The Senate will pursue to end electronic and mobile phone-aided criminal activities and guarantee a more secure mobile phone and cyberspace use in the country, Senator Grace Poe said on Saturday.
This was after President Rodrigo Duterte vetoed the SIM Card Registration bill, citing concerns about free speech and data privacy.
As one of the sponsors of Senate Bill 2395 approved in December 2021, Poe noted that each day without the safeguards in the measure makes people vulnerable to rip-offs that take away their money and cause them anxiety.
She added that the onslaught of cybercrimes and fake news tears the fabric of the country’s democracy.
“Our laws and jurisprudence confirm that freedom of expression is not absolute, as in the cases of obscenity, libel, or when public safety and order are at stake,” she said in a statement.
Poe, who chairs the Committee on Public Services, said the veto highlights the need for ongoing efforts, both public and private, to find effective ways to protect the citizens and democracy.
“We count on the Congress to act in a timely manner in reconsidering the bill for approval in accordance with the legislative process,” she said.
Senator Panfilo Lacson agreed with the presidential veto, saying that mandating social media registration could be violative of the “one subject, one title rule” under the 1987 Constitution, which states that “every bill passed by the Congress shall embrace only one subject which shall be expressed in the title.”
“Not to mention the absence of safeguards or guidelines in the said provision not even covered by the title of the measure itself,” Lacson said in a statement, also released on Saturday.
He added that his version of the bill simply calls for the mandatory registration of all SIM (subscriber identity module) cards with the service providers.
However, Senate President Vicente Sotto III had a far different reaction than his running mate on Friday following the President’s veto.
“Ayos! Tuloy ang mga bombing and blackmail and scams using prepaid sims (Nice! Bombings, blackmail, and scams will continue using prepaid SIMs),” Sotto said in a tweet.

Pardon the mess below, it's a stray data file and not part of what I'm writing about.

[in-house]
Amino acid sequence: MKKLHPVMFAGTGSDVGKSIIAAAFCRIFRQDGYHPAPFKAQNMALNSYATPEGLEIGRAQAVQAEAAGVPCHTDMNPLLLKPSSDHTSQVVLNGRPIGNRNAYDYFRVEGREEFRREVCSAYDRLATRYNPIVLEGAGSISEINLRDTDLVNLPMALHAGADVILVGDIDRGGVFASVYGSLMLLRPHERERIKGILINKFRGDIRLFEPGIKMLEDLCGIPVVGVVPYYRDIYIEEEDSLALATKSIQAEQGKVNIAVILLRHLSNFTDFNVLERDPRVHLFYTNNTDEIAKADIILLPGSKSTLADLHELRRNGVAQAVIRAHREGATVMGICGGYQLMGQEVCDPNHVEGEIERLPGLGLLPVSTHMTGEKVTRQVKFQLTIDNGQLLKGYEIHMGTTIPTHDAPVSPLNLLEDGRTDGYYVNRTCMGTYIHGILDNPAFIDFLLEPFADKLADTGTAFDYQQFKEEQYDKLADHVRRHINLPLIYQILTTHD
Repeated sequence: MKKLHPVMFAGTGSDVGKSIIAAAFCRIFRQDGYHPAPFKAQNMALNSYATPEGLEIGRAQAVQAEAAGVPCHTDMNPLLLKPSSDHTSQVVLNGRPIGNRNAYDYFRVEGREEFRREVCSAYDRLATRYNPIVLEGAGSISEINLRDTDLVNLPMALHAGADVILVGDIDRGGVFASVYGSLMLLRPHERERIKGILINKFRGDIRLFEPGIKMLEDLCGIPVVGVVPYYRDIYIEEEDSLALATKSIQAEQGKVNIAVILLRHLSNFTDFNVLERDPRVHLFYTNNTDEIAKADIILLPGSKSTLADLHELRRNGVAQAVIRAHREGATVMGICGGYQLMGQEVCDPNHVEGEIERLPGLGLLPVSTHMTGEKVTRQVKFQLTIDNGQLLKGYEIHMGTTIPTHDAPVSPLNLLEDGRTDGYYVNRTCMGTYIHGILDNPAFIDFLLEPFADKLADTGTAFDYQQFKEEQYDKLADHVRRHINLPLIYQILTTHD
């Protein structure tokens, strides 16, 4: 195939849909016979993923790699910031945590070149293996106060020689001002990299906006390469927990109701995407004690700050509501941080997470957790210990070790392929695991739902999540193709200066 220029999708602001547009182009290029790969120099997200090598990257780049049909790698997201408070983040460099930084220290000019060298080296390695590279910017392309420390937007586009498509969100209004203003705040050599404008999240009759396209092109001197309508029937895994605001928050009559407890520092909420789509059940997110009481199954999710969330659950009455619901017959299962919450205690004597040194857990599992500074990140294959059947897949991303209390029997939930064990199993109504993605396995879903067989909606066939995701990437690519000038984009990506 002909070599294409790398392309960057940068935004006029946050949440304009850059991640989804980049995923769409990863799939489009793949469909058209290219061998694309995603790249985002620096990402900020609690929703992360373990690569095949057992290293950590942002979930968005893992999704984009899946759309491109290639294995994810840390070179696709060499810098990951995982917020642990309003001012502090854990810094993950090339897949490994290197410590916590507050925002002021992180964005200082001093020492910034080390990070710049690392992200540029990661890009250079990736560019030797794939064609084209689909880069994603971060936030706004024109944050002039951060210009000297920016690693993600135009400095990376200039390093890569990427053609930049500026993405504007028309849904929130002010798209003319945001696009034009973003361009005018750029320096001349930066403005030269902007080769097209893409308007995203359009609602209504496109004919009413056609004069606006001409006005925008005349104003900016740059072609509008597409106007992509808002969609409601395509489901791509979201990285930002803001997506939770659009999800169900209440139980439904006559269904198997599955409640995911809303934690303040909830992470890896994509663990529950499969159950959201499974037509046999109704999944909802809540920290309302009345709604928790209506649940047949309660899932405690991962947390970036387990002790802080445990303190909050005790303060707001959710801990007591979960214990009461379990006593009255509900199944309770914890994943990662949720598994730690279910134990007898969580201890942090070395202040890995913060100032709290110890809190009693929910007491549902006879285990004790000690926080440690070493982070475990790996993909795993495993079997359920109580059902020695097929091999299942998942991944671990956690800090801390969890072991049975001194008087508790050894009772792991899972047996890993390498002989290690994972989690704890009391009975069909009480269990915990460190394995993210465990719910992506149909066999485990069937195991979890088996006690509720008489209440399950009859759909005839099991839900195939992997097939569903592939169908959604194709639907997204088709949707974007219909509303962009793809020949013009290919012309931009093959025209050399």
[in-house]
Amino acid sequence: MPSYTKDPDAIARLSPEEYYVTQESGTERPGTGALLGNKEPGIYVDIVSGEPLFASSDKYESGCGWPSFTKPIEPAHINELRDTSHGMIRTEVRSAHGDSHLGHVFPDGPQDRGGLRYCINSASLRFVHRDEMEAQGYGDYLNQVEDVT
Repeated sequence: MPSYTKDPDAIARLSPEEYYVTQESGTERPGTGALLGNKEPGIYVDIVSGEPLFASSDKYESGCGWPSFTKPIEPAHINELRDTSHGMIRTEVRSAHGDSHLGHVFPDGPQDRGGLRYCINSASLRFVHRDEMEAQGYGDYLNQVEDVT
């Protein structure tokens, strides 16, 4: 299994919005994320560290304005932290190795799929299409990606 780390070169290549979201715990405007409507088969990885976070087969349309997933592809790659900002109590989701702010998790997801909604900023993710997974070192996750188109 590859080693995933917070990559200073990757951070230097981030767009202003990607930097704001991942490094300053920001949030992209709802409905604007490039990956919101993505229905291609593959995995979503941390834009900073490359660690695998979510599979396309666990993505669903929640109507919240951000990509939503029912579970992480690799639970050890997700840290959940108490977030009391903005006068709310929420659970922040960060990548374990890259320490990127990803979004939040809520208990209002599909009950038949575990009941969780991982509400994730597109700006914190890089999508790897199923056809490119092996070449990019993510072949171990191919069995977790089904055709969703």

House of Representatives Deputy Speaker Wes Gatchalian likewise sided with the President’s objection even if he is the principal author of the bill, blaming the insertion of some provisions, which he said should be studied further and filed as a separate bill.
“Unfortunately, the last-minute insertion of Senator (Franklin) Drilon to include the registration of social media providers is totally not in line with the essence of this bill. There is nothing in the bill specifying clear guidelines and how to register in such a broad environment,” Gatchalian said in a statement.
Drilon disputed that the provision he introduced in the bill was out of topic.
“It’s not a last-minute insertion. We studied it and introduced it in the Senate plenary as part of our humble contribution in the fight against trolls, fake news and other internet-related criminal activities,” he said in a statement.
Drilon added that 22 senators voted in favor of the measure on third reading and the House of Representatives adopted their version with little modification.
The bicameral report was ratified in February.
Duterte lauded Congress’ efforts in finding ways to address the increasing incidence of cybercrimes and offenses related to information and communications technology but he was “constrained to disagree with the inclusion of social media in the measure, without providing proper guidelines and definitions,” acting Presidential Spokesperson, Communications Secretary Martin Andanar, said in a press statement on Good Friday.